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Investors pessimism on inflation increases

posted onJuly 14, 2021
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Investors are growing more pessimistic about inflation, a Gallup poll released on Tuesday (July 13) revealed. According to the poll, investors' outlook for inflation fell 15 points to -43 in the second quarter of 2021 after being reported at -28 in the first quarter of the year.

Earlier, the U.S. Bureau of Labor Statistics said the consumer price index accelerated to 5.4% in June on an annual basis from 5% in May, hitting a fresh high since August of 2008 and well above forecasts of 4.9%

Biggest price increases were recorded for used cars and trucks (soaring by 45.2%), gasoline (45.1%), fuel oil (44.5), utility gas service (15.6%) and transportation services (10.4%). Shelter costs were up 2.6% and food 2.4%. 

Stripping out volatile food and energy prices, the so-called core Consumer Price Index (CPI) rose 4.5% from a year before, the sharpest move for that measure since September 1991 and well above the estimate of 3.8%.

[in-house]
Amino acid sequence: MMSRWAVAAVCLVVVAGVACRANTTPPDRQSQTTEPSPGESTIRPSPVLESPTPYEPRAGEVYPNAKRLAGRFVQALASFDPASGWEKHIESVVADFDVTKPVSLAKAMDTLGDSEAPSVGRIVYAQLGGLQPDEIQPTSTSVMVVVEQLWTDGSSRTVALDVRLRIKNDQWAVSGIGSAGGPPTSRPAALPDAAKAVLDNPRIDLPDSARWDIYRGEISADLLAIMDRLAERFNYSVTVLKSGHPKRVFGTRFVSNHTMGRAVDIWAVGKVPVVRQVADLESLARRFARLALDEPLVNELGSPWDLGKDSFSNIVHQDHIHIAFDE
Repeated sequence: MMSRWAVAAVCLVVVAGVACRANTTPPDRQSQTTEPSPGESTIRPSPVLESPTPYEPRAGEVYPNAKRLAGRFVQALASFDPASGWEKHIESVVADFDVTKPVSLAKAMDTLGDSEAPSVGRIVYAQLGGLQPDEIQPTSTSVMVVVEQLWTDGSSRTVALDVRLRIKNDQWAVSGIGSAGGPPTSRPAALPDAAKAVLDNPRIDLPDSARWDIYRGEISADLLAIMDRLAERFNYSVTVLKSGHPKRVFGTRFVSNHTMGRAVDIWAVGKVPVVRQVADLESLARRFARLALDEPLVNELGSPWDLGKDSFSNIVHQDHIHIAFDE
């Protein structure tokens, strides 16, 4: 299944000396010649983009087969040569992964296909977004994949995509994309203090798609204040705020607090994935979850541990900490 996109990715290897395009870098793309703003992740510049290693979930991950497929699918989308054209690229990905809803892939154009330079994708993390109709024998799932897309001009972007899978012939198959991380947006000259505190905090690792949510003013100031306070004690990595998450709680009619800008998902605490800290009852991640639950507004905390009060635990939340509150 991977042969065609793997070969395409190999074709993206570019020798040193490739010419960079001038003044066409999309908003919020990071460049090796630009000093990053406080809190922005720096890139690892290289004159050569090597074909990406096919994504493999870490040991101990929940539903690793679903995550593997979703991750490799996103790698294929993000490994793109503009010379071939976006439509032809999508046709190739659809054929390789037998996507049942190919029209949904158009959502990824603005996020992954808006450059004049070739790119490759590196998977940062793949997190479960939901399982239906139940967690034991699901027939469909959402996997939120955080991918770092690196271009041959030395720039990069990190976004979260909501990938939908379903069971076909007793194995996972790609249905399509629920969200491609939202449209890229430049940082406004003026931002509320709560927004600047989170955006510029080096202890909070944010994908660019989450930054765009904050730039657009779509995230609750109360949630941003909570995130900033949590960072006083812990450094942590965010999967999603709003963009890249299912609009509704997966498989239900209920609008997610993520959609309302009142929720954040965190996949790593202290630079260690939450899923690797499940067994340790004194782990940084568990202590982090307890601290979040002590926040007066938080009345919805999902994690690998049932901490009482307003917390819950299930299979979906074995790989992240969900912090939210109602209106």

On a monthly basis, data showed price gains of 0.9% the biggest one-month jump since June 2008. Economists had expected consumer prices to rise by 0.5%.

Inflation has been on the rise this year amid low base effects from 2020 and as the economic recovery picks up, pandemic-related business restrictions ease and demand surges. Meanwhile, high commodity prices, supply constraints and higher wages as companies grapple with ongoing labour shortage continue to weigh on the CPI.

However, policymakers at the Federal Reserve expect the current period of higher inflation to be a transitory occurrence which will fade as Covid-19 related restrictions ease further and supply catches up with pent-up demand from consumers eager to get back to business, shopping, traveling and other activities suspended during lockdowns. 

“Whether the inflation surge is temporary is a key question for the U.S. economy and financial markets—and the Federal Reserve’s easy-money policies aimed at helping the economy through the pandemic” the Wall Street Journal wrote on Tuesday. 

“What this really shows is inflation pressures remain more acute than appreciated and are going to be with us for a longer period,” said Sarah House, senior economist for Wells Fargo’s corporate and investment bank. 

Meanwhile, as big fiscal stimulus policies overheated the economy, households are feeling the pain of inflation everywhere.

Inflation is rising not only in the U.S. but around the world: Have a look at Canada, Brazil, the European Union, India and Japan, Romania, South Africa, Switzerland and you get the picture.

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